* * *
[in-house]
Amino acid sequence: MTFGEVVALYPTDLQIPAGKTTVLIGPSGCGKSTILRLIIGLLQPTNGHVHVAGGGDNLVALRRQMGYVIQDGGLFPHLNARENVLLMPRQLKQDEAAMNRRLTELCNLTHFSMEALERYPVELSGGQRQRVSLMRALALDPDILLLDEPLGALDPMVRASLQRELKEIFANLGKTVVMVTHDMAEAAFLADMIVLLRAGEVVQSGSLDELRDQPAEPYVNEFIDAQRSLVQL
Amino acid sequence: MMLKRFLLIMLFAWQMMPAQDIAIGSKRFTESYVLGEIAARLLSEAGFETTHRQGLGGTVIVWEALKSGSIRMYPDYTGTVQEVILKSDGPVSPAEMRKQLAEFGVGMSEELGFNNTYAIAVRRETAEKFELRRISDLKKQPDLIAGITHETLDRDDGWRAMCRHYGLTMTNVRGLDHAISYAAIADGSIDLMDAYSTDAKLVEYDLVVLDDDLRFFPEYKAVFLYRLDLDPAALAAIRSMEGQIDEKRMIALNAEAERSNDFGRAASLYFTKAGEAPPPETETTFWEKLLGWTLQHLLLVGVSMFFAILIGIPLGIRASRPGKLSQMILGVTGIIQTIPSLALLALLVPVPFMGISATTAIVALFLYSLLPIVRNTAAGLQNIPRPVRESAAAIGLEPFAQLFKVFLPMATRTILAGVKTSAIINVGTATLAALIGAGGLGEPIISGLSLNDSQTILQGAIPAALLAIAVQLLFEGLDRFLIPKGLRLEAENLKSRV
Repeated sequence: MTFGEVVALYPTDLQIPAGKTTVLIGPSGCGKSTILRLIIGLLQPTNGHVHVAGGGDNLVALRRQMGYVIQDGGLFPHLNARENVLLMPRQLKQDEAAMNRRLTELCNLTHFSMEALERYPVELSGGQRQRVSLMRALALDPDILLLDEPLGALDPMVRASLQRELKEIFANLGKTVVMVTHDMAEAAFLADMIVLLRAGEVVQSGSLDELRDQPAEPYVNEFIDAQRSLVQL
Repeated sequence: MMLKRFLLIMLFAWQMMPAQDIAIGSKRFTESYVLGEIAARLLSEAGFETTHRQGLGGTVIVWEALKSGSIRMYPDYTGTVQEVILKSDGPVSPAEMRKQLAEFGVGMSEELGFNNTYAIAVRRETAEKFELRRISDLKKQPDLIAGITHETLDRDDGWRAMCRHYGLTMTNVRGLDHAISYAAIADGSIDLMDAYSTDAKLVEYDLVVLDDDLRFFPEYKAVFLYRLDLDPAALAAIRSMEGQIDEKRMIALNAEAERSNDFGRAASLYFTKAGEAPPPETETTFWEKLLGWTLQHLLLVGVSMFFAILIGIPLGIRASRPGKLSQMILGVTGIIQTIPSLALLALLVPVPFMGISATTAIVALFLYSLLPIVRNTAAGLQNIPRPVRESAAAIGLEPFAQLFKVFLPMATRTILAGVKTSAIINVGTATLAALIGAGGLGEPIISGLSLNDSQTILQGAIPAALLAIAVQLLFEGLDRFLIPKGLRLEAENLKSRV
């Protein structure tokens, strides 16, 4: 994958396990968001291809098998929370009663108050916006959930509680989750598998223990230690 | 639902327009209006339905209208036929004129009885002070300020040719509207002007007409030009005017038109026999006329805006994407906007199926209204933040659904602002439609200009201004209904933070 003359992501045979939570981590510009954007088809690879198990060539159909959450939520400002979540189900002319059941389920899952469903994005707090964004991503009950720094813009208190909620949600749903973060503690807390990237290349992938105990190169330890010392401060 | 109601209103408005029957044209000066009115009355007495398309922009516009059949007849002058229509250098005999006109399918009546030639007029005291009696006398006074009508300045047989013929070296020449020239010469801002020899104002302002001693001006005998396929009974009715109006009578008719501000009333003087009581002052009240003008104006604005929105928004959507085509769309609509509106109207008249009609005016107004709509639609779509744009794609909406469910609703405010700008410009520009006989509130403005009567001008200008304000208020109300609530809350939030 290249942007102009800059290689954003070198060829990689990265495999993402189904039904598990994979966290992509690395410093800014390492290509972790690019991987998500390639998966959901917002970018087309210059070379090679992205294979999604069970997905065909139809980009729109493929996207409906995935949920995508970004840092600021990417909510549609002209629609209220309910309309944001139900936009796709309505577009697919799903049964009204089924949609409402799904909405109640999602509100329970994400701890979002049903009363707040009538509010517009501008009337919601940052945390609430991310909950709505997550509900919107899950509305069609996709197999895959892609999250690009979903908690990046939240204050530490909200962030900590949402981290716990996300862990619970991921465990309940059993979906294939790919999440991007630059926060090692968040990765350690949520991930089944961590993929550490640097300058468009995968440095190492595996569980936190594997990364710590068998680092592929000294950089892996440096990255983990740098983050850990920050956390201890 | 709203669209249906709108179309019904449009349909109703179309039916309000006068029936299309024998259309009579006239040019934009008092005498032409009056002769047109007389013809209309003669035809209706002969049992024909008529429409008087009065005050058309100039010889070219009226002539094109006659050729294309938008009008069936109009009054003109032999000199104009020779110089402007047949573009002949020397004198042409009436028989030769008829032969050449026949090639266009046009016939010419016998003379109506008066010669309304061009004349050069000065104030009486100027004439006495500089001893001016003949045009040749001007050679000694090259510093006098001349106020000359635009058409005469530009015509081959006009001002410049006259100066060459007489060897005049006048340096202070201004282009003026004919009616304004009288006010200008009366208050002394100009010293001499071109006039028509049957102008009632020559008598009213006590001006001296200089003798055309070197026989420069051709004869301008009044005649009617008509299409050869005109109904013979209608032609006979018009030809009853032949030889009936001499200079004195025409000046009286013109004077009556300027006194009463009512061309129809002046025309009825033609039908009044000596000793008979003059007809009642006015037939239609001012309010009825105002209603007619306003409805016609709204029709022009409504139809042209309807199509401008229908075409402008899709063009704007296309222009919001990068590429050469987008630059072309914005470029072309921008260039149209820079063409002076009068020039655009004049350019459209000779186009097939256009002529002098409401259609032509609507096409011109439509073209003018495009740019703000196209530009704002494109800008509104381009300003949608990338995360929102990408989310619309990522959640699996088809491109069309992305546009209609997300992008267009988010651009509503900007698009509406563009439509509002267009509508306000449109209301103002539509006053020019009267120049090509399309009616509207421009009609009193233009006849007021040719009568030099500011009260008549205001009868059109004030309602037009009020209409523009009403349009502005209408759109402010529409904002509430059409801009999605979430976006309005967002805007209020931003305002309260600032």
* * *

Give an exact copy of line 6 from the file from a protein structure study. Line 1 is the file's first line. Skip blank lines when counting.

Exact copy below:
């Protein structure tokens, strides 16, 4: 994958396990968001291809098998929370009663108050916006959930509680989750598998223990230690 | 639902327009209006339905209208036929004129009885002070300020040719509207002007007409030009005017038109026999006329805006994407906007199926209204933040659904602002439609200009201004209904933070 003359992501045979939570981590510009954007088809690879198990060539159909959450939520400002979540189900002319059941389920899952469903994005707090964004991503009950720094813009208190909620949600749903973060503690807390990237290349992938105990190169330890010392401060 | 109601209103408005029957044209000066009115009355007495398309922009516009059949007849002058229509250098005999006109399918009546030639007029005291009696006398006074009508300045047989013929070296020449020239010469801002020899104002302002001693001006005998396929009974009715109006009578008719501000009333003087009581002052009240003008104006604005929105928004959507085509769309609509509106109207008249009609005016107004709509639609779509744009794609909406469910609703405010700008410009520009006989509130403005009567001008200008304000208020109300609530809350939030 290249942007102009800059290689954003070198060829990689990265495999993402189904039904598990994979966290992509690395410093800014390492290509972790690019991987998500390639998966959901917002970018087309210059070379090679992205294979999604069970997905065909139809980009729109493929996207409906995935949920995508970004840092600021990417909510549609002209629609209220309910309309944001139900936009796709309505577009697919799903049964009204089924949609409402799904909405109640999602509100329970994400701890979002049903009363707040009538509010517009501008009337919601940052945390609430991310909950709505997550509900919107899950509305069609996709197999895959892609999250690009979903908690990046939240204050530490909200962030900590949402981290716990996300862990619970991921465990309940059993979906294939790919999440991007630059926060090692968040990765350690949520991930089944961590993929550490640097300058468009995968440095190492595996569980936190594997990364710590068998680092592929000294950089892996440096990255983990740098983050850990920050956390201890 | 709203669209249906709108179309019904449009349909109703179309039916309000006068029936299309024998259309009579006239040019934009008092005498032409009056002769047109007389013809209309003669035809209706002969049992024909008529429409008087009065005050058309100039010889070219009226002539094109006659050729294309938008009008069936109009009054003109032999000199104009020779110089402007047949573009002949020397004198042409009436028989030769008829032969050449026949090639266009046009016939010419016998003379109506008066010669309304061009004349050069000065104030009486100027004439006495500089001893001016003949045009040749001007050679000694090259510093006098001349106020000359635009058409005469530009015509081959006009001002410049006259100066060459007489060897005049006048340096202070201004282009003026004919009616304004009288006010200008009366208050002394100009010293001499071109006039028509049957102008009632020559008598009213006590001006001296200089003798055309070197026989420069051709004869301008009044005649009617008509299409050869005109109904013979209608032609006979018009030809009853032949030889009936001499200079004195025409000046009286013109004077009556300027006194009463009512061309129809002046025309009825033609039908009044000596000793008979003059007809009642006015037939239609001012309010009825105002209603007619306003409805016609709204029709022009409504139809042209309807199509401008229908075409402008899709063009704007296309222009919001990068590429050469987008630059072309914005470029072309921008260039149209820079063409002076009068020039655009004049350019459209000779186009097939256009002529002098409401259609032509609507096409011109439509073209003018495009740019703000196209530009704002494109800008509104381009300003949608990338995360929102990408989310619309990522959640699996088809491109069309992305546009209609997300992008267009988010651009509503900007698009509406563009439509509002267009509508306000449109209301103002539509006053020019009267120049090509399309009616509207421009009609009193233009006849007021040719009568030099500011009260008549205001009868059109004030309602037009009020209409523009009403349009502005209408759109402010529409904002509430059409801009999605979430976006309005967002805007209020931003305002309260600032």